DeSantis signs two bills to address state’s insurance issues

Of the $750 million being provided under the bill, $350 million will go to support local governments for FEMA Public Assistance, which enables them to free up more local funds for additional hurricane recovery and mitigation projects.

Another $150 million will go to the Florida Department of Environmental Protection (DEP) to support local beach renourishment projects and a new Hurricane Restoration Reimbursement Grant Program, while $100 million will go to the DEP to repair and reconstruct community stormwater and wastewater infrastructure. Finally, the remaining $150 million will be used to support the Hurricane Housing Program and Rental Recovery Loan Program.

Following the special session last week, the governor also signed Senate Bill 2-A, the Property Insurance bill. The bill eliminates one-way attorney fees for property insurance claims, to disincentivize frivolous lawsuits and ultimately help drive down home insurance costs. It also enhances the Office of Insurance Regulations’ ability to conduct examinations of property insurers following a hurricane to prevent any abuse of the appraisal process, reduces timelines for insurers to hand out payouts, and commits additional funding for temporary reinsurance support.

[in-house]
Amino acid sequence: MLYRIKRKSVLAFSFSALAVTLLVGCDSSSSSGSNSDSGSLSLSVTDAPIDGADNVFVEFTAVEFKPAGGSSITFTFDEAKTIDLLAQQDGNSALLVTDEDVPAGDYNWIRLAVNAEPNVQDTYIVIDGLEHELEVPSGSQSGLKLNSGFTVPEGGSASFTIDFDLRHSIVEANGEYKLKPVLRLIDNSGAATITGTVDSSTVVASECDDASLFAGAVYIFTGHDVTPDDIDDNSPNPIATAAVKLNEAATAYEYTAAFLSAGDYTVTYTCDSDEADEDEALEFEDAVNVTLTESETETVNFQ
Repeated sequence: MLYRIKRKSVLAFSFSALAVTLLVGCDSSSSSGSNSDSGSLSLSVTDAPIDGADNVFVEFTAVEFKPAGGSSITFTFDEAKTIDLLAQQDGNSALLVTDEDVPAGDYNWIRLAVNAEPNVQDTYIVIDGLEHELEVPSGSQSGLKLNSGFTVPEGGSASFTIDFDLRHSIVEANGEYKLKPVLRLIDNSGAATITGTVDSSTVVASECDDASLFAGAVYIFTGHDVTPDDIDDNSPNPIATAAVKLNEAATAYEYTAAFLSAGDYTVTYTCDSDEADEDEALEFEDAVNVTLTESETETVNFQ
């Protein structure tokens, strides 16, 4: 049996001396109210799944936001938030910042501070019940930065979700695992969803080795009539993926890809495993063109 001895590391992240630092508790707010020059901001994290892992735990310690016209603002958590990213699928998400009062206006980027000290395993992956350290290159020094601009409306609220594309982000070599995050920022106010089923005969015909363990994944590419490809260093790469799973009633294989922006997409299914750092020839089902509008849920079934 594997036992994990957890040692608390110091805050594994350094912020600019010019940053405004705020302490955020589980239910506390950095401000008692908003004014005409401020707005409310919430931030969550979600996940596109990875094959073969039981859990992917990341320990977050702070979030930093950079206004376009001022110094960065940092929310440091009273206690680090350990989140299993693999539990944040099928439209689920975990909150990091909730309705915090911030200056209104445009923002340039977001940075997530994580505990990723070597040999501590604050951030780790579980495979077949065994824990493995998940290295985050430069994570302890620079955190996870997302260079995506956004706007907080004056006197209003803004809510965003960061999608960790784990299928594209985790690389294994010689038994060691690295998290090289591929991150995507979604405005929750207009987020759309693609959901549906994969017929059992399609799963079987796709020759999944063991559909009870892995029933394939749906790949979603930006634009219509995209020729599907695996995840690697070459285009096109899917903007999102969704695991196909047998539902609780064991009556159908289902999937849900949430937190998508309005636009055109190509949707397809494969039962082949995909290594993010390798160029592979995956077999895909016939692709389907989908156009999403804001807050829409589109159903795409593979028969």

SB 2-A has been met with some praise from the insurance industry.

“Insurance fraud and abuse is rampant in the state of Florida, costing homeowners and insurance carriers billions of dollars each year,” said NICB president and CEO David Glawe in a statement. “We thank the Florida legislature, Florida Chief Financial Officer Jimmy Patronis and his office, as well as Governor DeSantis for working together to stabilize the Florida property insurance market and address the decades-long fraud and abuse that has plagued the state.”

However, some have expressed concerns that SB 2-A could do more harm than help.

“Floridians are losing yet again,” said Florida House Democratic Leader Fentrice Driskell of Tampa, as reported by Florida Politics. “I worry for our neighbors on fixed incomes. How many people are going to lose their homes before this ‘trickle down’ plan offers any relief? I’m worried about Florida’s retirees. This bill definitely wasn’t written to help them.”

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